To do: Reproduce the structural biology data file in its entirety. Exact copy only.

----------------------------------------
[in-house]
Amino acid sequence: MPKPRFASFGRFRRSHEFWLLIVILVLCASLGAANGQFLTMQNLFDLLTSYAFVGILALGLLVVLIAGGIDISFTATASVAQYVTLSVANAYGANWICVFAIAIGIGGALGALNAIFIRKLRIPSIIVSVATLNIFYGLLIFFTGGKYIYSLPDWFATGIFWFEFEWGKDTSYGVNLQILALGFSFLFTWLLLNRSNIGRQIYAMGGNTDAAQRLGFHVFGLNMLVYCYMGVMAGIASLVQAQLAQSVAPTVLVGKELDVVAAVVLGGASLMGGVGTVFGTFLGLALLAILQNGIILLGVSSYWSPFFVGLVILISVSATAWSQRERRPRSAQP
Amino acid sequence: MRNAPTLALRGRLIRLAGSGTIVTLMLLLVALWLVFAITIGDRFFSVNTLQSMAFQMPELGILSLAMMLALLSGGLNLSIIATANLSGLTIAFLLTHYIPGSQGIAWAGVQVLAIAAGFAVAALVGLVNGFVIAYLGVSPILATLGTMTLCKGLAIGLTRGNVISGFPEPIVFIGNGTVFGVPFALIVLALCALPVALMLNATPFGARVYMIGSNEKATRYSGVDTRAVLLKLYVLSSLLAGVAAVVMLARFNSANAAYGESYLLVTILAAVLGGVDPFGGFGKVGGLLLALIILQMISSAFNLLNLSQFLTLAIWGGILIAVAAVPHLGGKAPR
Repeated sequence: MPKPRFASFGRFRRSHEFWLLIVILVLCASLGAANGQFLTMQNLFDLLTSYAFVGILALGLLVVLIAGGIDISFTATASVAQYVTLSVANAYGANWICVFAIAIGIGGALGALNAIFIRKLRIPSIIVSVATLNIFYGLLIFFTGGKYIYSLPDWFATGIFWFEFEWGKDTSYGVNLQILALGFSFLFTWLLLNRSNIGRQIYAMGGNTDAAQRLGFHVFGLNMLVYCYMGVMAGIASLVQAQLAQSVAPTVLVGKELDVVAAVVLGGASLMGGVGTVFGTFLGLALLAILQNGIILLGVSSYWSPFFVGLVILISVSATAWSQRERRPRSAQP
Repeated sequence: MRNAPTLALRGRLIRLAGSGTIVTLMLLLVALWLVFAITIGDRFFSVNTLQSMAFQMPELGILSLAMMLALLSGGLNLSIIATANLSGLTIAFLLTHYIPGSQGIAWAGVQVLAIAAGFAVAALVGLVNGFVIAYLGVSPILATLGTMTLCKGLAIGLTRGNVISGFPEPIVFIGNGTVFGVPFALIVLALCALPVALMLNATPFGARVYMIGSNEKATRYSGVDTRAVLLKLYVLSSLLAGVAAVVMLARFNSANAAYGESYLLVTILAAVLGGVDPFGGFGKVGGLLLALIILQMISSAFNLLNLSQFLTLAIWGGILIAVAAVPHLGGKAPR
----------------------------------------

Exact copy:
[in-house]
Amino acid sequence: MPKPRFASFGRFRRSHEFWLLIVILVLCASLGAANGQFLTMQNLFDLLTSYAFVGILALGLLVVLIAGGIDISFTATASVAQYVTLSVANAYGANWICVFAIAIGIGGALGALNAIFIRKLRIPSIIVSVATLNIFYGLLIFFTGGKYIYSLPDWFATGIFWFEFEWGKDTSYGVNLQILALGFSFLFTWLLLNRSNIGRQIYAMGGNTDAAQRLGFHVFGLNMLVYCYMGVMAGIASLVQAQLAQSVAPTVLVGKELDVVAAVVLGGASLMGGVGTVFGTFLGLALLAILQNGIILLGVSSYWSPFFVGLVILISVSATAWSQRERRPRSAQP
Amino acid sequence: MRNAPTLALRGRLIRLAGSGTIVTLMLLLVALWLVFAITIGDRFFSVNTLQSMAFQMPELGILSLAMMLALLSGGLNLSIIATANLSGLTIAFLLTHYIPGSQGIAWAGVQVLAIAAGFAVAALVGLVNGFVIAYLGVSPILATLGTMTLCKGLAIGLTRGNVISGFPEPIVFIGNGTVFGVPFALIVLALCALPVALMLNATPFGARVYMIGSNEKATRYSGVDTRAVLLKLYVLSSLLAGVAAVVMLARFNSANAAYGESYLLVTILAAVLGGVDPFGGFGKVGGLLLALIILQMISSAFNLLNLSQFLTLAIWGGILIAVAAVPHLGGKAPR
Repeated sequence: MPKPRFASFGRFRRSHEFWLLIVILVLCASLGAANGQFLTMQNLFDLLTSYAFVGILALGLLVVLIAGGIDISFTATASVAQYVTLSVANAYGANWICVFAIAIGIGGALGALNAIFIRKLRIPSIIVSVATLNIFYGLLIFFTGGKYIYSLPDWFATGIFWFEFEWGKDTSYGVNLQILALGFSFLFTWLLLNRSNIGRQIYAMGGNTDAAQRLGFHVFGLNMLVYCYMGVMAGIASLVQAQLAQSVAPTVLVGKELDVVAAVVLGGASLMGGVGTVFGTFLGLALLAILQNGIILLGVSSYWSPFFVGLVILISVSATAWSQRERRPRSAQP
Repeated sequence: MRNAPTLALRGRLIRLAGSGTIVTLMLLLVALWLVFAITIGDRFFSVNTLQSMAFQMPELGILSLAMMLALLSGGLNLSIIATANLSGLTIAFLLTHYIPGSQGIAWAGVQVLAIAAGFAVAALVGLVNGFVIAYLGVSPILATLGTMTLCKGLAIGLTRGNVISGFPEPIVFIGNGTVFGVPFALIVLALCALPVALMLNATPFGARVYMIGSNEKATRYSGVDTRAVLLKLYVLSSLLAGVAAVVMLARFNSANAAYGESYLLVTILAAVLGGVDPFGGFGKVGGLLLALIILQMISSAFNLLNLSQFLTLAIWGGILIAVAAVPHLGGKAPR